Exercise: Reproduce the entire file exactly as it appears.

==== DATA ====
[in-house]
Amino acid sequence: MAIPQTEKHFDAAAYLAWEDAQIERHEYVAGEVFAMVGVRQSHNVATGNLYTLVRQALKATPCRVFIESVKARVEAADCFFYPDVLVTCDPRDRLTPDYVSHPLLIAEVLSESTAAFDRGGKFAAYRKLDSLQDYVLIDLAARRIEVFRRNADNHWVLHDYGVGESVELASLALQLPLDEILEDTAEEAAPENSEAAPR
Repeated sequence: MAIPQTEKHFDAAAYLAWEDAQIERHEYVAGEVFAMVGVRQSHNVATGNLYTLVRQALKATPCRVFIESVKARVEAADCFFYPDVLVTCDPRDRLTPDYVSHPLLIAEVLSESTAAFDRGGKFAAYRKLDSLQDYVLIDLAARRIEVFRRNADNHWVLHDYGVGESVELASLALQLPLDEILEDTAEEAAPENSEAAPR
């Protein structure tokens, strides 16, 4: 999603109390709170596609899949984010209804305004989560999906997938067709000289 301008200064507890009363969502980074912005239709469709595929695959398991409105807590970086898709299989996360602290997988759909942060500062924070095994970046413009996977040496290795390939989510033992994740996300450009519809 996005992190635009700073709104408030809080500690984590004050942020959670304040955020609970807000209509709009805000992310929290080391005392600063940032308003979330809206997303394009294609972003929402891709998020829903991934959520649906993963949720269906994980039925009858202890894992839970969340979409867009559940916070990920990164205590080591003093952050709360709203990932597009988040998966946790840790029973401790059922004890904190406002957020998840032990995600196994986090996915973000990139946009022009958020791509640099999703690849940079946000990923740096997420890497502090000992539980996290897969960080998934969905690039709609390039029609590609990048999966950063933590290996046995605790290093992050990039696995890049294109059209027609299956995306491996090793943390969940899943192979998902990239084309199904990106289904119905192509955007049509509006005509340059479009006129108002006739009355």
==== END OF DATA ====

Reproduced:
[in-house]
Amino acid sequence: MAIPQTEKHFDAAAYLAWEDAQIERHEYVAGEVFAMVGVRQSHNVATGNLYTLVRQALKATPCRVFIESVKARVEAADCFFYPDVLVTCDPRDRLTPDYVSHPLLIAEVLSESTAAFDRGGKFAAYRKLDSLQDYVLIDLAARRIEVFRRNADNHWVLHDYGVGESVELASLALQLPLDEILEDTAEEAAPENSEAAPR
Repeated sequence: MAIPQTEKHFDAAAYLAWEDAQIERHEYVAGEVFAMVGVRQSHNVATGNLYTLVRQALKATPCRVFIESVKARVEAADCFFYPDVLVTCDPRDRLTPDYVSHPLLIAEVLSESTAAFDRGGKFAAYRKLDSLQDYVLIDLAARRIEVFRRNADNHWVLHDYGVGESVELASLALQLPLDEILEDTAEEAAPENSEAAPR
């Protein structure tokens, strides 16, 4: 999603109390709170596609899949984010209804305004989560999906997938067709000289 301008200064507890009363969502980074912005239709469709595929695959398991409105807590970086898709299989996360602290997988759909942060500062924070095994970046413009996977040496290795390939989510033992994740996300450009519809 996005992190635009700073709104408030809080500690984590004050942020959670304040955020609970807000209509709009805000992310929290080391005392600063940032308003979330809206997303394009294609972003929402891709998020829903991934959520649906993963949720269906994980039925009858202890894992839970969340979409867009559940916070990920990164205590080591003093952050709360709203990932597009988040998966946790840790029973401790059922004890904190406002957020998840032990995600196994986090996915973000990139946009022009958020791509640099999703690849940079946000990923740096997420890497502090000992539980996290897969960080998934969905690039709609390039029609590609990048999966950063933590290996046995605790290093992050990039696995890049294109059209027609299956995306491996090793943390969940899943192979998902990239084309199904990106289904119905192509955007049509509006005509340059479009006129108002006739009355």